The new torta paradigm
Shoehorned into a former Hawaiian barbecue place, near where Monterey Park runs smack into East L.A., Cook’s is a new paradigm of an Eastside restaurant, a spare, modern tortas café, with the chalkboard menu, the sleek pastries and the Illy espresso much more common in Westside coffeehouses than in elbow-in-the-salsa taquerías. There are house-made aguas frescas here, fresh juice-based drinks and infusions, notably an agua of watermelon, lime and mint. Side dishes include chunky new-potato salad and a Caprese made with Mexican queso fresco instead of mozzarella cheese. The shortlist of desserts features “great-great-grandmother’s corn cake,” which shares some of the flavors of the millet muffins Alice Waters makes at Café Fanny up in Berkeley. But Cook’s revolves around its updated tortas, made with crisp, dense bread baked at the café and featuring such oddball fillings as grilled vegetables with pesto, smoked salmon with cream cheese, and salt cod with roasted peppers, as well as the more traditional tortas made with the breaded, fried beef called milanesa; with delicate beef tongue and jalapeños; or an almost classic pambazo with chorizo and potatoes. The fad at Mexican lunch counters these days is for the torta ahogada, a Guadalajara-style torta drowned in chile sauce, and Cook’s version is almost surreally spicy, stuffed with heroic quantities of roasted pork and painted on both sides with a vivid red sauce. I’ll take the manly Cook’s ahogada over the usual sogged-out takeout models every time.
It’s a colonial classic of the Mexican canon, but the torta is stuck in an underappreciated rut, the bastard brother of the burrito that’s often forgotten next to its wrapped-up relative. At Cook’s Tortas, however, the torta finally achieves some ascendancy – Cook’s doesn’t just fill a simple sandwich niche, it gives the torta a proper place to dominate every meal.
Part of that supremacy comes from the restaurant’s location, a smart space in Monterey Park that’s just a skipped lit class away from East L.A. College. So it’s not surprising that Cook’s (its name an homage to Captain Cook’s discovery of the Sandwich Islands, not a declarative statement of the kitchen’s purpose) piles them in during the afternoon, assembling tortas with a speed fit to feed the lunching horde.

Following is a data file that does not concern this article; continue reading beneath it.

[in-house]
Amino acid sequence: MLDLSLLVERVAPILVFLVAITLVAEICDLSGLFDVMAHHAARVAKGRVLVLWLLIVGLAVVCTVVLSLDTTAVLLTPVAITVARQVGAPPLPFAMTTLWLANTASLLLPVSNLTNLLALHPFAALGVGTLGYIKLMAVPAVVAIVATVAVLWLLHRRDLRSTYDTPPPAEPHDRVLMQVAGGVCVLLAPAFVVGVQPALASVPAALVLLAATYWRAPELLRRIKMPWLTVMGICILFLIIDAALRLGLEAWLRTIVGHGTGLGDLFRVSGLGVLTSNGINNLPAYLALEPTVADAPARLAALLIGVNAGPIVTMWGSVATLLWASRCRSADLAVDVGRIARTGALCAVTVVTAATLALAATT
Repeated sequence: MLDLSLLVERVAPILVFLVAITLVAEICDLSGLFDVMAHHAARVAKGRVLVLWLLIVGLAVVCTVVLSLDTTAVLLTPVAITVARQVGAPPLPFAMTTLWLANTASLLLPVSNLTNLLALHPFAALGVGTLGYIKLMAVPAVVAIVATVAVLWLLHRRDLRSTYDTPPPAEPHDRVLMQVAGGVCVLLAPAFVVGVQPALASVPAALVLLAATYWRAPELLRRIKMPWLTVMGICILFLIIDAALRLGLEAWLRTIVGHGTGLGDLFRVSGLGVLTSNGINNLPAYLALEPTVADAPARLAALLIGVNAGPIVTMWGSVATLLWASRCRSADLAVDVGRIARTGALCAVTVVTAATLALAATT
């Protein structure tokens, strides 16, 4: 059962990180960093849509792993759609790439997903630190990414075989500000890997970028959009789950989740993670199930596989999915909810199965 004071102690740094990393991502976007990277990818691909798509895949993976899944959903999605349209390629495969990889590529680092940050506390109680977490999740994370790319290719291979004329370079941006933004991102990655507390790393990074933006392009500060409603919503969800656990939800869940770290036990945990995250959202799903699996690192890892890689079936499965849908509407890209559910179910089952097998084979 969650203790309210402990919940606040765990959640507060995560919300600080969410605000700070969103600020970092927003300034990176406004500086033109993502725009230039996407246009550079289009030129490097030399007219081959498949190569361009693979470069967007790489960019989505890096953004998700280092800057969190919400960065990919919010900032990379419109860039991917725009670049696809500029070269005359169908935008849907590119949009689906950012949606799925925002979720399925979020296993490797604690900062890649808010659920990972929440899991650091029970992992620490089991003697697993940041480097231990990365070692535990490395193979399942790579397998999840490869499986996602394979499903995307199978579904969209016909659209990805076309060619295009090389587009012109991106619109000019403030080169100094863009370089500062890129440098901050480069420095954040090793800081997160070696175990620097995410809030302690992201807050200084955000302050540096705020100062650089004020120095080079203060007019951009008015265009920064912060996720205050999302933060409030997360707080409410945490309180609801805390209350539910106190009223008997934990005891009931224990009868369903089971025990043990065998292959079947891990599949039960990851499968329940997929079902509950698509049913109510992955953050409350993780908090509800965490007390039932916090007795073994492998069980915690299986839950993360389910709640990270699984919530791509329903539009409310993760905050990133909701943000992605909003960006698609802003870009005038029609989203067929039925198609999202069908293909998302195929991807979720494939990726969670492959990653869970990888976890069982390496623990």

It’s a nice place to spend a meal, too, the mint-green walls and shelf-mounted iPod providing just enough of a break from the crawl along Atlantic Boulevard. But the most prominent pieces of the restaurant’s innards are its two floor-to-ceiling chalkboards. The tortas change every day at Cook’s, so those blackboards make the perfect menu, an easily updatable list that usually numbers in the dozens.
Aside from its variety, Cook’s stakes its sandwich fame on its house-made bread – soft, rustic rolls that hold up far better than the basic bolillo. But that fresh-baked bread also changes the character of the tortas, complicating some sandwiches with a ciabatta-like flavor that can add an unnecessarily European edge.
But by and large, that bread is a big benefit. And it’s most clear with the torta ahogada, the famously drowned sandwich served swimming in chile sauce. The torta ahogada at Cook’s isn’t as spicy as other incarnations, but it’s plenty satisfying, trading some of that screaming spice for terrifically tender carnitas. It’s the bread that stands out with the ahogada, though, as the chile sauce can turn lesser rolls into mushy messes that eat like waterlogged crackers. Here, however, the bread is resilient – porous enough to soak up the sauce, sturdy enough to hold up to hand-held eating.
Those looking for cleaner choices should order the mojito torta, a Latin-layered sandwich of roasted pork, garlic mojo, and slow-cooked onions. And equally worthwhile are the milanesa (breaded steak, tomato, jalapeno and mayo) and bacalao (Spanish-style cod, roasted peppers, garlic, and olive oil).
But as much as the place works to refine the sandwich standards (try the Zacatecas when it’s on the menu – dry-cured chorizo seco, avocado, tomato, onions, and salsa), it also rides a new wave of tortas. Cook’s, after all, serves everything from a smoked salmon torta to a grilled veggie version of zucchini, roasted peppers, caramelized onions, tomato, and more of that garlic mojo.
If those are the kinds of tortas you’re after, order the California, a stacked sandwich of grilled chicken, avocado, tomato cream, salsa, lettuce, and fried sage. They’re familiar flavors, but the California torta combines them with unforeseen ease – every inch of the sandwich provides the most balanced bites.
Along with every torta comes a small side, things like a coarse potato salad and cole slaw. Most don’t stand out, but it’s the tortas you’re here for. And to wash those down, there are excellent aguas frescas (think watermelon with mint and lime) and obligatory bottles of Mexican Coke.
To make the most complete meal, grab some dessert on the way out. Sometimes Cook’s serves sweet corn cakes, other times simple almond cookies. If you’re lucky, the restaurant will be baking its Mexican chocolate chip cookies, which are near to pie-sized dimensions. Take one to go and you can feed your entire car – the semisweet, cinnamon-shocked cookies can stuff at least three. Then, it’s back to class. Or work. Or home. But, eventually, it’s always back to Cook’s Tortas.